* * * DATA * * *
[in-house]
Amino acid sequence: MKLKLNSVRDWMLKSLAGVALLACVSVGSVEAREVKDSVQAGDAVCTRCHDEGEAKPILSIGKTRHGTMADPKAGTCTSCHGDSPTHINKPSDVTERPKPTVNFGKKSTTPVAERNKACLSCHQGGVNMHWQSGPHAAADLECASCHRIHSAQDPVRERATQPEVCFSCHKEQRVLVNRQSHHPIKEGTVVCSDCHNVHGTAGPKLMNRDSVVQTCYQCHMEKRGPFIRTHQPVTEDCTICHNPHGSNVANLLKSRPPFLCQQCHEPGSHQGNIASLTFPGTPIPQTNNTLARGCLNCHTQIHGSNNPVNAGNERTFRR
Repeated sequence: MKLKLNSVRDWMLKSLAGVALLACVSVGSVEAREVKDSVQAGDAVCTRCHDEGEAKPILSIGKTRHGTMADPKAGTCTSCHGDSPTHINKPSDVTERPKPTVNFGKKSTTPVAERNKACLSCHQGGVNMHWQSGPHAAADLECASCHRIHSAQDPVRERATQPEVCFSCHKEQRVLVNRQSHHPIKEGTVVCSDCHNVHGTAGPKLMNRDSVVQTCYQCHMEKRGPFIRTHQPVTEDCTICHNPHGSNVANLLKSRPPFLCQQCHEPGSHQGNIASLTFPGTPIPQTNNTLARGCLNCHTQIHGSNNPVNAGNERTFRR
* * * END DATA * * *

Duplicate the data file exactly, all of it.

[in-house]
Amino acid sequence: MKLKLNSVRDWMLKSLAGVALLACVSVGSVEAREVKDSVQAGDAVCTRCHDEGEAKPILSIGKTRHGTMADPKAGTCTSCHGDSPTHINKPSDVTERPKPTVNFGKKSTTPVAERNKACLSCHQGGVNMHWQSGPHAAADLECASCHRIHSAQDPVRERATQPEVCFSCHKEQRVLVNRQSHHPIKEGTVVCSDCHNVHGTAGPKLMNRDSVVQTCYQCHMEKRGPFIRTHQPVTEDCTICHNPHGSNVANLLKSRPPFLCQQCHEPGSHQGNIASLTFPGTPIPQTNNTLARGCLNCHTQIHGSNNPVNAGNERTFRR
Repeated sequence: MKLKLNSVRDWMLKSLAGVALLACVSVGSVEAREVKDSVQAGDAVCTRCHDEGEAKPILSIGKTRHGTMADPKAGTCTSCHGDSPTHINKPSDVTERPKPTVNFGKKSTTPVAERNKACLSCHQGGVNMHWQSGPHAAADLECASCHRIHSAQDPVRERATQPEVCFSCHKEQRVLVNRQSHHPIKEGTVVCSDCHNVHGTAGPKLMNRDSVVQTCYQCHMEKRGPFIRTHQPVTEDCTICHNPHGSNVANLLKSRPPFLCQQCHEPGSHQGNIASLTFPGTPIPQTNNTLARGCLNCHTQIHGSNNPVNAGNERTFRR